Ali Smith, a Scottish writer, published her novel Spring in 2019. Following Autumn in 2016 and Winter in 2017, Spring is a novel that deals with dark and sombre issues.
Although it talks of spring in a style and tone that is refreshing and invigorating, yet the crepuscular background the novel is placed in is frightening.
Smith rightly describes the month of spring as the month of new life, restoration, fertility and festivity.
In the last pages of the book, she sums up the beauty of the month of spring in an endearing manner, spreading out the joy and happiness it is so capable of.
‘April the anarchic, the final month of spring the great connective.’
‘Pass any flowering bush or tree and you cannot hear it, the buzz of the engine, the new life already at work in it, times factory.’
Smith touches upon several important issues such as racism, climate change and political upheavals like Brexit. The impact of these potent issues is far-reaching and Smith rightly addresses the issues without being moralizing.
Her narrative is candid and casual and sometimes runs on and on just like rap music. With no proper punctuation and grammar, Smith brings forth an expression that is natural and simple. The reader can relate to the characters in the story. The book deals with grave subjects with a lightness and sparkle that wins the heart of the reader. Smith does not patronize or impose her opinion. She lets the reader decide which side they are on.
It also brings to light the dilemma of immigration and human nature. It explores these question marks through a string of characters.
The plot is convoluted. Parallel to the main narrative runs another story or the subplot. Richard, the main character is mourning the loss of a loved one and to flee from his troubles, he boards a train to Scotland, not knowing his destination. Brittany or Brit works in a detention center for migrants where she unexpectedly meets a girl, Florence. Like Richard, Brit and Florence too are travelling in a train north of Scotland. All three characters eventually meet.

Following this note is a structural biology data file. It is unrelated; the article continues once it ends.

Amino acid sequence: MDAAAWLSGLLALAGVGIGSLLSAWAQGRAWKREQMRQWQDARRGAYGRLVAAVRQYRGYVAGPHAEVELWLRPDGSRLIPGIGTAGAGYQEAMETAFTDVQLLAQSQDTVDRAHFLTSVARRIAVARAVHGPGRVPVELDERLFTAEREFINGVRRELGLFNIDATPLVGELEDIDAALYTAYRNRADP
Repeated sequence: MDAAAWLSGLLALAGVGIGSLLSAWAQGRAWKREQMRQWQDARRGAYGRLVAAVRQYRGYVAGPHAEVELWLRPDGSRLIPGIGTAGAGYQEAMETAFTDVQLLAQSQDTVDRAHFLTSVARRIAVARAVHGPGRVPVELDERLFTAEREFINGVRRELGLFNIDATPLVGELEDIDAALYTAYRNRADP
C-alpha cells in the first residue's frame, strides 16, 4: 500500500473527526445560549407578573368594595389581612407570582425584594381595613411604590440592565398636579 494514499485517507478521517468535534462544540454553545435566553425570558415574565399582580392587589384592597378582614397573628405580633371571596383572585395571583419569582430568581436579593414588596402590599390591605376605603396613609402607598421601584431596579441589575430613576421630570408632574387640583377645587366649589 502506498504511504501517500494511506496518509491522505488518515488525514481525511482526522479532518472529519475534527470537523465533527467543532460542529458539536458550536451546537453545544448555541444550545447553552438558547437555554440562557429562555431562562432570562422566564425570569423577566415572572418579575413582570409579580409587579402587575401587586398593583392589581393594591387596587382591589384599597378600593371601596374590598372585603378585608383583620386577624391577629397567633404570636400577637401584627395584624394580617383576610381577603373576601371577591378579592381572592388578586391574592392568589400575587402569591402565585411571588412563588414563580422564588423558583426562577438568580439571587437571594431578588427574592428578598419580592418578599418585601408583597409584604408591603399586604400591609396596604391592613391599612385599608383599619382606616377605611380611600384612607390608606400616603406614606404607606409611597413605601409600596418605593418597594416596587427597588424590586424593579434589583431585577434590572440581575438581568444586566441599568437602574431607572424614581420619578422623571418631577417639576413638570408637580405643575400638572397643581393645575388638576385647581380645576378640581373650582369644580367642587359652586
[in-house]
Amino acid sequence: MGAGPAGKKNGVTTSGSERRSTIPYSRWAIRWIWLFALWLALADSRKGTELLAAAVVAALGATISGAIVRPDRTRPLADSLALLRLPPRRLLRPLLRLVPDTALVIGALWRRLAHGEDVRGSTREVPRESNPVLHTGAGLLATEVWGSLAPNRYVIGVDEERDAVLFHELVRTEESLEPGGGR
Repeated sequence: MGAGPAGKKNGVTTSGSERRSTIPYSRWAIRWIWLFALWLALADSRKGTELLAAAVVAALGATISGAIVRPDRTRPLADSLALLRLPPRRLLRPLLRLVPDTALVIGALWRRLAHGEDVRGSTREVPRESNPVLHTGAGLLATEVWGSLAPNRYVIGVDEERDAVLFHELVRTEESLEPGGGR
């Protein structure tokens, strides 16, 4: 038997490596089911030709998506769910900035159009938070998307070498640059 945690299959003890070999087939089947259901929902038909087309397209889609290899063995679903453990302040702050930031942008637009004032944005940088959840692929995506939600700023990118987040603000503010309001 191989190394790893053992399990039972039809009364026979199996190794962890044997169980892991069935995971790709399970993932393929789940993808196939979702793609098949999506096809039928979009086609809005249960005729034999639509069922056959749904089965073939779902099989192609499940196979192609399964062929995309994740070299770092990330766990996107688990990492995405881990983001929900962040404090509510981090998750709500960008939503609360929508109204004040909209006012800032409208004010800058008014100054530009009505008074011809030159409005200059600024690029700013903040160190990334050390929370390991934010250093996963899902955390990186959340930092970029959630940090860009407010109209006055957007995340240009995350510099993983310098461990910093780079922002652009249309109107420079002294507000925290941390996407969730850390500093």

Smith shifts attention onto Richard.
Richard reveres Paddy, a script writer, and the book opens on a note of her death. As Paddy tells Richard to keep the bond with his imaginary daughter alive to maintain their connection, Richard’s real daughter grows up without him.
The story then shifts its focus onto Brit. Smith’s finesse, and resilience in gathering all the data on immigrant detainees is remarkable. Brit knows only too well that her role here is that of a machine and so enters Florence, a magical child who frees young girls from a ‘sex house’ in South East London and befriends Brit.
Here, Smith takes inspiration from Shakespeare’s play Pericles. Like Marina, who is lost at sea, Florence too is bearing the pain of migration and family separation.
Smith has done a fantastic job! Spring is no doubt an eye opener to the stark reality of diaspora, separation, racism, environmental concerns and political confusions. It is a novel par excellence. And the characters Smith draws upon are diverse and spunky!
Spring is no doubt a different and unique approach to reaching out to pensive issues.
A great book indeed which is contemporary and suited to the modern times.